Democracy 3 (PC) Review
Greg Johnson / Dec 12th, 2013 No Comments
Democracy 3 developed and published by Positech Games (and available on Steam) enlightens players to the complexities of the most intense job on the planet, running a country, specifically a democracy. Interestingly Democracy 3 breaks down the job of running a country into(more or less) three basic concepts: managing a cabinet, enacting policies and trying to get reelected. The player must make use of the limited time/political resources at their disposal to decide what problems are best spent tackling and where they may have to backpedal on a few political viewpoints, all in the name of the “common good”. Democracy 3 challenges the player with “Do you think you could do a better job?” and from there on out, all is fair in politics and war.
Democracy 3 follows one of the most complex and yet simple storylines of all time, the story of a leading government official and their rise/fall into/from power. The player takes control of a fictional country (based off statistics of a real one such as the USA or UK), names their made up party (and opposition), and then gets to work on attempting to make the country a better place to live in. The storyline is affected by a near infinite number of variables, many of which the player has complete control over. Does the player think creationism should be taught in school? Down with science! What about gun control, how much does the player think there should be? Let the 2nd amendment ride! All of these factors (along with random occurrences, such as possible economic disasters or even bills attempting to be passed) create a dynamic and complex story of the term the player plays out, as well as all subsequent terms the player may be able to wrangle out of the voters. The vast amount of options alone make this game highly replay able and and incredibly intense as the player must watch their government rise or fall.
Choices, choices, choices. Democracy 3 dishes out the choices fast and furious, while allowing only so many to be made per round (a period of several months in which the choices have time to take effect and alter the country for better or worse). Every “round” the player must weigh out where to spend their political power (points given based on cabinet members as well as how well the country is doing) and then spend said points to alter policies or change around their cabinet as they see fit. These choices have a huge impact on the world of Democracy 3 and the player must take into account every single party affected by one single choice. Altering gun control laws isn’t simply a matter of liberal versus conservative, but will also alter the opinions of patriots and socialists as well as state employees and minority voters. This complex series of outcomes from the simplest of decisions is what truly makes Democracy 3 a challenging and fun game to play.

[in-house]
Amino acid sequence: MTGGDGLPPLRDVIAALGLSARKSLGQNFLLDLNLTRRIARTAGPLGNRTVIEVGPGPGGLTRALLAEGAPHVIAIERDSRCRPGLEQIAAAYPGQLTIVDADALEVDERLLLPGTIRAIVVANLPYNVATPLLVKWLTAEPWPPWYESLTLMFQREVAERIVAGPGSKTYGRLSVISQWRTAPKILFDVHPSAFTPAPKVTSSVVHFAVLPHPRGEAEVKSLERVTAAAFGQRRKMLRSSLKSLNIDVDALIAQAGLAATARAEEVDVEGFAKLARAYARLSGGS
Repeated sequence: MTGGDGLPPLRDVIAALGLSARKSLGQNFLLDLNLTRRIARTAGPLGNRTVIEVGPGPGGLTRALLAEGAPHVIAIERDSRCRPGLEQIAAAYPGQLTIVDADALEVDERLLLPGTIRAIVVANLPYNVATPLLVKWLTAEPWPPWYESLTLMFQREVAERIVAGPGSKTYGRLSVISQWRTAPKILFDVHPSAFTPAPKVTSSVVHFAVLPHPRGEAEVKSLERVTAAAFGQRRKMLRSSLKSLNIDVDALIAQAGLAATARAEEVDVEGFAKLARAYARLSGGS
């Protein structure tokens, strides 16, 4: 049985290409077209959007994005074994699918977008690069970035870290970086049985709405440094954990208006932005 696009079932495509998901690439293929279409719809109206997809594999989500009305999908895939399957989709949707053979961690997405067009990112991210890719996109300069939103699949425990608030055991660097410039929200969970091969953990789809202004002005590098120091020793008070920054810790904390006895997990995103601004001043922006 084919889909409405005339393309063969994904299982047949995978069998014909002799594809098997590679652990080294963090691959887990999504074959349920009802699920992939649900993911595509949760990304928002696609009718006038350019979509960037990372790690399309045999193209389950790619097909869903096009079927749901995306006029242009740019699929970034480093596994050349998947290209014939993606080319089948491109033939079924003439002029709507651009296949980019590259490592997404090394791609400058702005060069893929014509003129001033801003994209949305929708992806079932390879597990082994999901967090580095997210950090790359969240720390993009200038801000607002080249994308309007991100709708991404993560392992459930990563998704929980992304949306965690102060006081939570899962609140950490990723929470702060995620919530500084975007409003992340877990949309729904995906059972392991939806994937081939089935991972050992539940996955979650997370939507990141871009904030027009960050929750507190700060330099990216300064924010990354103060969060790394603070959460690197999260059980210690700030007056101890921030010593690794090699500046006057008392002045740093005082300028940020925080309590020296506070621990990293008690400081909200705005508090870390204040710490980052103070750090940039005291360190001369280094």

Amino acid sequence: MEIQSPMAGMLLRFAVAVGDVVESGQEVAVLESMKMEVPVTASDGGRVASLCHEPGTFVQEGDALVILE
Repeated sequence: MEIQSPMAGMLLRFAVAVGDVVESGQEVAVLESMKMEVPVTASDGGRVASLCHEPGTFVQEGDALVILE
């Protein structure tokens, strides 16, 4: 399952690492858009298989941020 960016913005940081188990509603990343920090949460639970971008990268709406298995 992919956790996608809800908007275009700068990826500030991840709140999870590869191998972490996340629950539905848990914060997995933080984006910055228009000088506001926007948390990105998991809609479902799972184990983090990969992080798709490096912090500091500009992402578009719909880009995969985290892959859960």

The player will be tested as to how well they can hold their resolve on issues when they realize that the country ultimately disagrees with them, does the player simply buckle and reverse a policy, or do they give up on other beliefs in order to pacify the masses? While the gameplay is complicated to a point of near absurdity, it’s more or less the point of Democracy 3, the vast amount of options and inability to keep everyone happy is something the game itself warns the player of in an attempt to get them to play without a 100% completion mentality. On top of all this, such options as unlimited terms (as well as “dictatorship” mode) allow for a varied gameplay experience which should give the player plenty of fun to be had, as well as enough option to keep all audiences satisfied. A final note to be made is the modding community which already appears to be fairly strong, such additions as “Hunger Game” add a bit of hilarity as well as new challenges to overcome, the prospect of trying to maintain a democratic government while also enforcing a Hunger Games is truly a daunting one at that.
The layout is fairly simplistic, but is kind enough to color code outcomes versus policys. Hovering over an icon will show the other aspects of society that will be affected by its change, which serves as a helpful cheat-sheet when attempting to sway the socialist voter base, but remain unsure of what they actually care about. These little helpful icons, as well as the color-coded system do help a lot in making decisions, and while it would be nice to have some animations to visualize the outcomes of the player’s decisions, it’s a minor issue that can ultimately be forgiven. The lack of sound does however drain from Democracy 3 overall. While there are some cheers and murmuring sound effects (when a cabinet member is fired for instance), ultimately the lack of sound effects does seem lazy. What makes up for the lack of sound is the wonderful background music. A great piece that is half triumphant, half thoughtful, it adds a great flair of emotion to the decisions being made, what could come off as a triumphant note as the player watches their ratings skyrocket, could also be taken as a dramatic influx of tension in the score as a policy goes south.
To the casual gamer, it must be said to steer clear of Democracy 3. The game is a very complex and intricate puzzle that requires a lot of patience and determination. To any gamer seeking a true challenge, this will definitely live up to the task, and for any political buff the level of detail and effort put into the mechanics of Democracy 3 will both impress and captivate. Democracy 3 takes one of the most complex concepts on the planet (read: politics) and condenses it into a format that the common folk can (more or less) easily access and comprehend. For the politically savvy, or challenge seeking (as well as those willing to lay down $24.99 for their country), Democracy 3 deserves the player’s vote this holiday season.
tags: Democracy 3 , pc , Politics , Positech Games , review , steam